Yes, oh yes. Definitely. If you’re ever in charge of a system, it’s _especially_ a good way to learn logic intimately. You discover variables you NEVER saw before in a thought experiment and yet, you still have to piece it all together so it works properly… whatever the ‘it’ is.
I think it depends on what you plan to use it for.
Call me a pragmatist (Ken, you’re a pragmatist) but what you want to know ‘about’ can be led fruitfully by knowing the want/need/plan/purpose for it.
For example, logic that I’m familiar with, I learned through programming. A program can’t run if the logic is wrong.
Of course, programming logic is different from formal logic, analytical logic, etc.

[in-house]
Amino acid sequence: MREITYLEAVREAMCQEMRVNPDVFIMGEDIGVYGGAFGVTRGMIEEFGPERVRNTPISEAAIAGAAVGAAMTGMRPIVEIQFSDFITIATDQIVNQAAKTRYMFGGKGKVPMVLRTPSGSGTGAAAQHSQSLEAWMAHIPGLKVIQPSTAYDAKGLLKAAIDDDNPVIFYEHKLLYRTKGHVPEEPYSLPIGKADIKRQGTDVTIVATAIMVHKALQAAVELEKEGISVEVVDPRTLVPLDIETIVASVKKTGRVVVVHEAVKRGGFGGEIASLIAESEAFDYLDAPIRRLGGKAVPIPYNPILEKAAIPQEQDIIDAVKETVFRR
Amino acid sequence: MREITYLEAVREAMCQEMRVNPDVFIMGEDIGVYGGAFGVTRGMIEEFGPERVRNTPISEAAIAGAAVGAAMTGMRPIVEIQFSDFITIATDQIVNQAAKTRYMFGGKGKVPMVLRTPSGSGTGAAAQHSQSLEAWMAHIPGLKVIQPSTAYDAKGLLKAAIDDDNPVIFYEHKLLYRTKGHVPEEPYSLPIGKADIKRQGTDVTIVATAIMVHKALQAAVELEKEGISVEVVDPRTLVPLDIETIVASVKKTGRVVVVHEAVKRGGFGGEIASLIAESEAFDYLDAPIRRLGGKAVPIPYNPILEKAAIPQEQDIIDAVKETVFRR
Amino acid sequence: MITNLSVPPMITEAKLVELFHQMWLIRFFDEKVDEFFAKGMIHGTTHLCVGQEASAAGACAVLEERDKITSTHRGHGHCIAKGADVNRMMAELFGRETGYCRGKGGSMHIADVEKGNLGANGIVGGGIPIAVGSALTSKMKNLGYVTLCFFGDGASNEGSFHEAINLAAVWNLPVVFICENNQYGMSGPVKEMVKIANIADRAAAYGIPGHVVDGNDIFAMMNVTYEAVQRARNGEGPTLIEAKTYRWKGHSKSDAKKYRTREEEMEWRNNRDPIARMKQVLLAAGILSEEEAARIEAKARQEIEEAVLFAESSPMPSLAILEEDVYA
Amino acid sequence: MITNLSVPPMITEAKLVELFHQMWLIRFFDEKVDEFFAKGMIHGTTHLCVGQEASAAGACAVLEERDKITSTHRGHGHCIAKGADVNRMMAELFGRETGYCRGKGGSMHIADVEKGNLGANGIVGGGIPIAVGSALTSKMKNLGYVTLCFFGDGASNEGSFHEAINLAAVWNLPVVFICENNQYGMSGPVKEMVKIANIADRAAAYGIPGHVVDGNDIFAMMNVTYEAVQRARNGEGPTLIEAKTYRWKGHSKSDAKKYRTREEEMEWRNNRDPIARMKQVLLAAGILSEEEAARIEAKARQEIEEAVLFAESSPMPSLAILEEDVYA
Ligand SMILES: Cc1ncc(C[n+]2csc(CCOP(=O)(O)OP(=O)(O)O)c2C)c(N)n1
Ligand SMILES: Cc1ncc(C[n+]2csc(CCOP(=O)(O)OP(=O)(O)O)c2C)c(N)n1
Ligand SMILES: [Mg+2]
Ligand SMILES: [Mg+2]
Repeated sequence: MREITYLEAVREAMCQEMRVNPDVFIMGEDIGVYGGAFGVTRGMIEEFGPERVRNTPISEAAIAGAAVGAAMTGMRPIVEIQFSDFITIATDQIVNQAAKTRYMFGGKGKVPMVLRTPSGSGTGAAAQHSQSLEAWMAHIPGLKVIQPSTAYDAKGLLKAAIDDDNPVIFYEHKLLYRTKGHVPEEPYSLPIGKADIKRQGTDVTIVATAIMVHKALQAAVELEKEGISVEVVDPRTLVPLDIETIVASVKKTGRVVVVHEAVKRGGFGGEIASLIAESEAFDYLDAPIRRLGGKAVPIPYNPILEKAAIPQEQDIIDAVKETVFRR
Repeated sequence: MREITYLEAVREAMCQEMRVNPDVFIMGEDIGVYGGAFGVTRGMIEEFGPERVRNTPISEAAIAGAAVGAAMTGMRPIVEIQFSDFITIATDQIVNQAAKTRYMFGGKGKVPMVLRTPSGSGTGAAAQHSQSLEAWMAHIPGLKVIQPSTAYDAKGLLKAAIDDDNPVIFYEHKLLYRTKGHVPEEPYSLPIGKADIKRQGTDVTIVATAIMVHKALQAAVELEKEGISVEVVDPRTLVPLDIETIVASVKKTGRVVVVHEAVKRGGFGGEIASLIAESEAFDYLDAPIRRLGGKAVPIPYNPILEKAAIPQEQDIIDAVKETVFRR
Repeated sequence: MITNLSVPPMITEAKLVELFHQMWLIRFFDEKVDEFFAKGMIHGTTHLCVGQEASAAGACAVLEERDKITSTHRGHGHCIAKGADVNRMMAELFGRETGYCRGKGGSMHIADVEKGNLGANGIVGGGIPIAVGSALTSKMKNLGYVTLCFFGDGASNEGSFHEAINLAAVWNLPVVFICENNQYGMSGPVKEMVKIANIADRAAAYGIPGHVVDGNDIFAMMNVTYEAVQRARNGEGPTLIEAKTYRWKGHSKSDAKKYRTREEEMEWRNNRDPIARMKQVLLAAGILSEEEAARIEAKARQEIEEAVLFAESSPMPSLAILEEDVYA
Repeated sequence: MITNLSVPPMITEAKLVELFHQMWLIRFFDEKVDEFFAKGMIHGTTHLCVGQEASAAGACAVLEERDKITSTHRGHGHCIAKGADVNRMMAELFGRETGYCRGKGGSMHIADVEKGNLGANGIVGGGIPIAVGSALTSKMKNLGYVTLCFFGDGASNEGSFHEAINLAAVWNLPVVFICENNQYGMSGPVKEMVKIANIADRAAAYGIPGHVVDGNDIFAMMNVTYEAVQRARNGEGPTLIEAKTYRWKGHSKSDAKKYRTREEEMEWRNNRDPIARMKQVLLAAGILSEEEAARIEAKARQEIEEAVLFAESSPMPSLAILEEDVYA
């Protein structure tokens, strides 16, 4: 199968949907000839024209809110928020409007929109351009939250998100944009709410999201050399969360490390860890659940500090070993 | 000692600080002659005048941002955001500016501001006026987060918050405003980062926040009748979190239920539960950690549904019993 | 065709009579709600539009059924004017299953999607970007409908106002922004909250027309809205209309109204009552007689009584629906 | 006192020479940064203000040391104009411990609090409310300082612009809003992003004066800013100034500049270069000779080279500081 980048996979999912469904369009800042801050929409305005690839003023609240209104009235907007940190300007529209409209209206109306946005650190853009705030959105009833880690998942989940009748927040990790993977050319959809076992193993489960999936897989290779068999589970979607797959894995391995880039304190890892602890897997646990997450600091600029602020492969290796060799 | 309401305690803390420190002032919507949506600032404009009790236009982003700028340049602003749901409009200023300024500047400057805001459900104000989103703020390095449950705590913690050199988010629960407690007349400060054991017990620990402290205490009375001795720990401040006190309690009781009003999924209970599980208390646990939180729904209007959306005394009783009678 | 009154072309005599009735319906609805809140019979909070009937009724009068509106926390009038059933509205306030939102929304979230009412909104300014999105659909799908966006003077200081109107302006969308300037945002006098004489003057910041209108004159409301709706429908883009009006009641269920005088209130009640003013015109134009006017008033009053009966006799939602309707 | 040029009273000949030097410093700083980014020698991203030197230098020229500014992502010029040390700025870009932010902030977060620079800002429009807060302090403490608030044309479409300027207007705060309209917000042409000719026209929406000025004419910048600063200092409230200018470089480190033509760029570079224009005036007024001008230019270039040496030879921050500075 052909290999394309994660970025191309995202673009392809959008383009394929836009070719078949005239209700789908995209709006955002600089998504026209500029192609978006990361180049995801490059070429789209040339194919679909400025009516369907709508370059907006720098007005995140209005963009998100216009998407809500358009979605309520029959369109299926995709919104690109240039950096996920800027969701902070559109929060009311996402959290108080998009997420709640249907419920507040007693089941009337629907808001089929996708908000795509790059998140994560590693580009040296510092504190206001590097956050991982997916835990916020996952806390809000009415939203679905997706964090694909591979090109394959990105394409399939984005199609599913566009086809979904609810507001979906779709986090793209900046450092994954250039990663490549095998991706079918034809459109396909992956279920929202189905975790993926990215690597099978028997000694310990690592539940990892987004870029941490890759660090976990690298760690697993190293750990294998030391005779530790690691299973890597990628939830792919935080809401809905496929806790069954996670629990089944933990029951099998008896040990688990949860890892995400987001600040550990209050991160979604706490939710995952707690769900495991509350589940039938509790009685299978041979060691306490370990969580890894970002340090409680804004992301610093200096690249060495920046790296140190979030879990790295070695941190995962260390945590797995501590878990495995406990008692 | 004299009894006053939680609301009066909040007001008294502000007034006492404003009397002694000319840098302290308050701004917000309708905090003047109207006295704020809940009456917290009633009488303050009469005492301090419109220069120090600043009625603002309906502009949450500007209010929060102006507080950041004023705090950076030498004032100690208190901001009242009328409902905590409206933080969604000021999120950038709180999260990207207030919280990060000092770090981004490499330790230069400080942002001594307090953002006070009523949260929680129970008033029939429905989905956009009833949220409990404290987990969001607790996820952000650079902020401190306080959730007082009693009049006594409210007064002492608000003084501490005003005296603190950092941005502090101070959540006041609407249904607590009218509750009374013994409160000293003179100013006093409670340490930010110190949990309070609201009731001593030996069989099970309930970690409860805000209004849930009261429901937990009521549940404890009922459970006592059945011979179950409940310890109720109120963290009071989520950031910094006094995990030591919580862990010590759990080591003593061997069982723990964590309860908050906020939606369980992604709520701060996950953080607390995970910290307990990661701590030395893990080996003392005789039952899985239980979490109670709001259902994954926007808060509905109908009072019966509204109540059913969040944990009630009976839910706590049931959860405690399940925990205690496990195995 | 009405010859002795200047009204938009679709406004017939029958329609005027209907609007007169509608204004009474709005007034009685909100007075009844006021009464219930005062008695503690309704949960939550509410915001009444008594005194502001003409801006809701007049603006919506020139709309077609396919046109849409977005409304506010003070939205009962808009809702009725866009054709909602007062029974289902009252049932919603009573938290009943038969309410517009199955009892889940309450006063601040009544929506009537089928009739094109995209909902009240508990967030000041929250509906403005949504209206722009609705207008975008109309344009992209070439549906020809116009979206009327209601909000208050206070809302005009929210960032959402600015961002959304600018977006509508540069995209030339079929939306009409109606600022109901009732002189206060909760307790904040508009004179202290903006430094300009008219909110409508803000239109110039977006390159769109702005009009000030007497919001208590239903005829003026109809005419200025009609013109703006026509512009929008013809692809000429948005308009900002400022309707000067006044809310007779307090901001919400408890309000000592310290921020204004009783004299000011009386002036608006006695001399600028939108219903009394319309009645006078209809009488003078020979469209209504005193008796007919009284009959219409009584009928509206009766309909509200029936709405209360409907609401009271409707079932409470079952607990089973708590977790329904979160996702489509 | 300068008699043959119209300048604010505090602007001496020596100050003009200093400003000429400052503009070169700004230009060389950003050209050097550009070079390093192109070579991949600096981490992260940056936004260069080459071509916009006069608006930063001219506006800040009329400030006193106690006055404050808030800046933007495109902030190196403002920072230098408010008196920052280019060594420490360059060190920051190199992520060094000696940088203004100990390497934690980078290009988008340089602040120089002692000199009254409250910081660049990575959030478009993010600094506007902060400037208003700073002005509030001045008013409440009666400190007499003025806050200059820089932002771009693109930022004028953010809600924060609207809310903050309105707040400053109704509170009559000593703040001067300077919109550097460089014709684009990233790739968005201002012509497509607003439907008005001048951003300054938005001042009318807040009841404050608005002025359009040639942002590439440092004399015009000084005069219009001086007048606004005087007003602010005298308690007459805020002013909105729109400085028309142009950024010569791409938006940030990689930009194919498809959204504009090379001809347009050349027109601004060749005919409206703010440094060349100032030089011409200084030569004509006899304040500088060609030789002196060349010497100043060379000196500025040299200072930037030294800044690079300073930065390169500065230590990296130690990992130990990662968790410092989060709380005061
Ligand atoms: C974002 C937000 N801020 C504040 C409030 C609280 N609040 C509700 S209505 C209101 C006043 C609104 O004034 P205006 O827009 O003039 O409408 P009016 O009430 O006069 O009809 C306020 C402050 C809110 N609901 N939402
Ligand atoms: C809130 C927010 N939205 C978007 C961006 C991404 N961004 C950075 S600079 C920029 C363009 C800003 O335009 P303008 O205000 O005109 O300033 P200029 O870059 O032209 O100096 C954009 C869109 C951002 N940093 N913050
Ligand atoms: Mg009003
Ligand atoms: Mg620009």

I’ve also learned the logic of analogies. I know it supposedly maps to various structured logics, but I never spoke the lingo. But I comprehend the ins and outs of metaphors and analogies, the pitfalls and strengths of drawing comparisons-between things via that method.
Yet, in neither case is it formal. But, call me a pragmatist, it’s effective.
So, it depends. I spent a few years learning Russian before one day I realized, “Wait, if I have nothing to say to most people in English, why would I suddenly have something to say to them in Russian?” and realized the silliness of my endeavor.
[the linguistics I learned in the meantime was useful but the Russian? Outside of being able to read Russian aloud and pronounce it ok, not much]